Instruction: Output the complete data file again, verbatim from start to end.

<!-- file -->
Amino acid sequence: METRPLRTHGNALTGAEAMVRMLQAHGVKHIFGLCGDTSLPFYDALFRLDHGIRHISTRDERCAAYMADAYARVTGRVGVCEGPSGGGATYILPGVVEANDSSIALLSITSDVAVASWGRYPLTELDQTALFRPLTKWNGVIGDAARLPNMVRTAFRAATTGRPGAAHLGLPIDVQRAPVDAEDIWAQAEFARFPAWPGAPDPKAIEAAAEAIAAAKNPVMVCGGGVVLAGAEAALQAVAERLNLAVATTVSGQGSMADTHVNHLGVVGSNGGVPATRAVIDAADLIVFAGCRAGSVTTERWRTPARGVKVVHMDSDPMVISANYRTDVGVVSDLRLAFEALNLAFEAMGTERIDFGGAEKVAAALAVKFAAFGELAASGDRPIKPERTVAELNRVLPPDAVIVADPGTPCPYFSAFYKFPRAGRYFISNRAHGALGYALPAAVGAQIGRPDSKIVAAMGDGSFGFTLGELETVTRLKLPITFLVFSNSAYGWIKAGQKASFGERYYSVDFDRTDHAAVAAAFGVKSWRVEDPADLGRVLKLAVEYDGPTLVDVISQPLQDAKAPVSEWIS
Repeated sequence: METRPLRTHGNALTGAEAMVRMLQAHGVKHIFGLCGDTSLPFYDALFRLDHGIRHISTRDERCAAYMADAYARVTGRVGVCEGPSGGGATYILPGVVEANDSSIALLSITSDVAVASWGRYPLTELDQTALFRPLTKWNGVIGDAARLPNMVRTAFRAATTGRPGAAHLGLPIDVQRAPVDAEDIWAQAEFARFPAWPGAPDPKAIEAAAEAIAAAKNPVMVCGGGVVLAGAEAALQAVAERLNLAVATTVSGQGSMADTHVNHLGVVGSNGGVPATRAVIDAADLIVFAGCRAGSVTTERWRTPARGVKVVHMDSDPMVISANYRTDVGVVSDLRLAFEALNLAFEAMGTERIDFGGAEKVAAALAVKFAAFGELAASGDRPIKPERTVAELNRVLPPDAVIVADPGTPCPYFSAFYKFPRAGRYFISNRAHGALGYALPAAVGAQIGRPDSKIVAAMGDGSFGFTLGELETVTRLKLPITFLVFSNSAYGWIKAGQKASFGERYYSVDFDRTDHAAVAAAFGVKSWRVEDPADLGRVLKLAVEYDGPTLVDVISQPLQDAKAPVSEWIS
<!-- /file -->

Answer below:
Amino acid sequence: METRPLRTHGNALTGAEAMVRMLQAHGVKHIFGLCGDTSLPFYDALFRLDHGIRHISTRDERCAAYMADAYARVTGRVGVCEGPSGGGATYILPGVVEANDSSIALLSITSDVAVASWGRYPLTELDQTALFRPLTKWNGVIGDAARLPNMVRTAFRAATTGRPGAAHLGLPIDVQRAPVDAEDIWAQAEFARFPAWPGAPDPKAIEAAAEAIAAAKNPVMVCGGGVVLAGAEAALQAVAERLNLAVATTVSGQGSMADTHVNHLGVVGSNGGVPATRAVIDAADLIVFAGCRAGSVTTERWRTPARGVKVVHMDSDPMVISANYRTDVGVVSDLRLAFEALNLAFEAMGTERIDFGGAEKVAAALAVKFAAFGELAASGDRPIKPERTVAELNRVLPPDAVIVADPGTPCPYFSAFYKFPRAGRYFISNRAHGALGYALPAAVGAQIGRPDSKIVAAMGDGSFGFTLGELETVTRLKLPITFLVFSNSAYGWIKAGQKASFGERYYSVDFDRTDHAAVAAAFGVKSWRVEDPADLGRVLKLAVEYDGPTLVDVISQPLQDAKAPVSEWIS
Repeated sequence: METRPLRTHGNALTGAEAMVRMLQAHGVKHIFGLCGDTSLPFYDALFRLDHGIRHISTRDERCAAYMADAYARVTGRVGVCEGPSGGGATYILPGVVEANDSSIALLSITSDVAVASWGRYPLTELDQTALFRPLTKWNGVIGDAARLPNMVRTAFRAATTGRPGAAHLGLPIDVQRAPVDAEDIWAQAEFARFPAWPGAPDPKAIEAAAEAIAAAKNPVMVCGGGVVLAGAEAALQAVAERLNLAVATTVSGQGSMADTHVNHLGVVGSNGGVPATRAVIDAADLIVFAGCRAGSVTTERWRTPARGVKVVHMDSDPMVISANYRTDVGVVSDLRLAFEALNLAFEAMGTERIDFGGAEKVAAALAVKFAAFGELAASGDRPIKPERTVAELNRVLPPDAVIVADPGTPCPYFSAFYKFPRAGRYFISNRAHGALGYALPAAVGAQIGRPDSKIVAAMGDGSFGFTLGELETVTRLKLPITFLVFSNSAYGWIKAGQKASFGERYYSVDFDRTDHAAVAAAFGVKSWRVEDPADLGRVLKLAVEYDGPTLVDVISQPLQDAKAPVSEWIS